An important advantage of diversity-oriented fluorescence libraries is their adaptability to most fluorophores, which allows to diversify chemical structures with specific spectral properties. This has been the case for the near-infrared tricarbocyanine core, which was adapted to a diversity-oriented approach to discover macrophage probes for in vivo imaging using FMT and multispectral optoacoustic tomography (MSOT).45 From an initial screen of around 200 near-infrared compounds, one probe (CDnir7) was selected for its preferential uptake in macrophages over other immune cells. Subsequent experiments validated the application of CDnir7 for in vivo imaging of macrophage influx in a mouse model of inflammation using FMT as well as MSOT (Fig. 5). CDnir7 showed good properties as a translational imaging agent, with rapid clearance (i.e. plasma half-life: 21 min) and a much faster response (less than 10 min) than most nanoparticle-based contrast imaging agents. Further studies have been directed towards the optimisation of macrophage-specific near-infrared fluorophores.46 A high-throughput flow cytometry screening was designed to examine near-infrared fluorophores in different human immune cell lines: MOLT-4 for lymphocytes, U-937 for monocytes, and U-937-DM for monocyte-derived macrophages. From a stringent primary cell-based imaging screen, one hit compound (MF800) was validated in vivo to visualise macrophage-rich areas of inflamed tissue. The authors also performed intravital imaging experiments in Csfr1-EGFP mice, where high correlation was observed between the signals of the transgenic green fluorescent macrophages and the fluorescence emission of MF800 (Fig. 5). Immunofluorescence characterisation of the MF800-labelled cells confirmed the expression of two macrophage surface markers (i.e. CD68 and CD169), which asserts the high selectivity of the MF800 architecture for macrophages.

The excellent safety profile (i.e. low toxicity, rapid clearance) of small molecule fluorescent architectures makes them optimal candidates for clinical translation as contrast agents in image-guided surgery. Intraoperative imaging allows to visualise areas of interest while the patient is undergoing surgery, helping the surgeon to keep healthy tissue undamaged. One important application of intraoperative imaging regards the identification and staging of sentinel lymph nodes, which can be reached by cancer cells from primary tumours in the early stages of metastatic disease. Most optical probes for lymph node visualisation rely on non-specific fluorophores that accumulate in the nodes because of their hydrodynamic range. Chang et al. devised a new intraoperative technology for lymph node staging based on macrophage-specific fluorophores.47 Since these smart probes showed a preferential uptake in macrophages compared to other cells in the constituting nodes, high fluorescence signals were observed in macrophage-rich lymph nodes with no or very minor metastasis while low signals were detected in nodes that had been replaced by cancer cells. This indirect readout represents a new strategy for enhanced surgical guidance and in situ detection of metastasis in lymph nodes.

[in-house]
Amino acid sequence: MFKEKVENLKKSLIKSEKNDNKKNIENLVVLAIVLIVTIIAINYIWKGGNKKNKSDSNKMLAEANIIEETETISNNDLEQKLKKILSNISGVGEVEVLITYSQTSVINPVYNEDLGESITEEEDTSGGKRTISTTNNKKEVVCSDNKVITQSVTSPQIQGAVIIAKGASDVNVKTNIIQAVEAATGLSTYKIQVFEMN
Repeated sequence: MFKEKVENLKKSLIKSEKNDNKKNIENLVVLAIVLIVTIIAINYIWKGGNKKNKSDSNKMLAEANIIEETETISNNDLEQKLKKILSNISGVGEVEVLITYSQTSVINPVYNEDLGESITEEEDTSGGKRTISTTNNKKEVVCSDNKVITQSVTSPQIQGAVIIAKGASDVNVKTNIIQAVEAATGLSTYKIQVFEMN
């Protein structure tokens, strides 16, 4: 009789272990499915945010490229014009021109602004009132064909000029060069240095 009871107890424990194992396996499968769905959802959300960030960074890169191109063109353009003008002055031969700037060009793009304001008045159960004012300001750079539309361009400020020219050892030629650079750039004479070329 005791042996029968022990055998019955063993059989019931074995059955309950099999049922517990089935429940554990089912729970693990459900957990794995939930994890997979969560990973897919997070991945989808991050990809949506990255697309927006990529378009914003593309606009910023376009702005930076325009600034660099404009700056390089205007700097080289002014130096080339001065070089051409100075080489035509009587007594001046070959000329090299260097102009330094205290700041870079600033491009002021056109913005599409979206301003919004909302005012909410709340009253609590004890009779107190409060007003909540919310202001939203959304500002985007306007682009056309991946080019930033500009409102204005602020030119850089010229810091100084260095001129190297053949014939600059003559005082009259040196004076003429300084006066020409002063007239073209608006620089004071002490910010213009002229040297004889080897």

5. Conclusions and outlook

5.1 Towards translational imaging

Recent advances in medical imaging have opened the possibility to monitor the progression of disease in patients in real time and with minimal invasiveness. The integration of smart fluorescent probes for macrophages into translational imaging technologies will provide a powerful experimental tool to revolutionise our understanding on the roles that macrophages play in vivo. Remarkable developments have been achieved in endoscope-based imaging modalities, which enable direct access to deep tissues (e.g. gastrointestinal tract, colon, lungs, among others) for high-resolution imaging. A recent example was reported by Lesur et al. with the application of smart fluorophores to monitor the myeloperoxidase (MPO) activity of macrophages in rats with acute lung injury using in vivo endoscopic confocal fluorescence microscopy.48 The authors exploited the application of SNAPF – a red-emitting fluorophore upon reaction with the HOCl generated by MPO (see Section 2.1) – in intravital endoscopic microscopy to visualise alveolar macrophages in the inflamed lungs of rats. While further optimisation studies will be necessary to ensure the compatibility and biodistribution of smart fluorescent architectures in human tissue, these studies represent a first step towards non-invasive ‘virtual’ biopsies as point-of-care diagnostic tools. We anticipate that smart fluorescent probes for macrophages will also enhance the diagnostic resolution of other clinical imaging modalities, such as optical coherence tomography (OCT), to visualise atherosclerotic plaques in coronary arteries. Smart fluorescent probes able to discriminate between different states of macrophages will become excellent tools to improve the diagnosis and prognosis of cardiovascular diseases and cancer, wherein prevalence of NO-producing macrophages over other tumour-associated macrophages is predictive of survival of colorectal cancer.